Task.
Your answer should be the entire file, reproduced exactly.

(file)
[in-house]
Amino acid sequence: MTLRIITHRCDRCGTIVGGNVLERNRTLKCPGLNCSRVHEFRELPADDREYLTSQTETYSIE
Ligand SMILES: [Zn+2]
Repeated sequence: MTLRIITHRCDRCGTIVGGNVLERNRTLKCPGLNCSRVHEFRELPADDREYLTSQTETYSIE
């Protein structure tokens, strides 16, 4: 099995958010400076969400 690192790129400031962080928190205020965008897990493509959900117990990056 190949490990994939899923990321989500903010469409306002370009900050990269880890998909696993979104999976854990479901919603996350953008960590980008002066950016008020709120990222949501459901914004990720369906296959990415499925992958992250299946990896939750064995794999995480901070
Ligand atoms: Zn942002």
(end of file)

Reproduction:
[in-house]
Amino acid sequence: MTLRIITHRCDRCGTIVGGNVLERNRTLKCPGLNCSRVHEFRELPADDREYLTSQTETYSIE
Ligand SMILES: [Zn+2]
Repeated sequence: MTLRIITHRCDRCGTIVGGNVLERNRTLKCPGLNCSRVHEFRELPADDREYLTSQTETYSIE
């Protein structure tokens, strides 16, 4: 099995958010400076969400 690192790129400031962080928190205020965008897990493509959900117990990056 190949490990994939899923990321989500903010469409306002370009900050990269880890998909696993979104999976854990479901919603996350953008960590980008002066950016008020709120990222949501459901914004990720369906296959990415499925992958992250299946990896939750064995794999995480901070
Ligand atoms: Zn942002």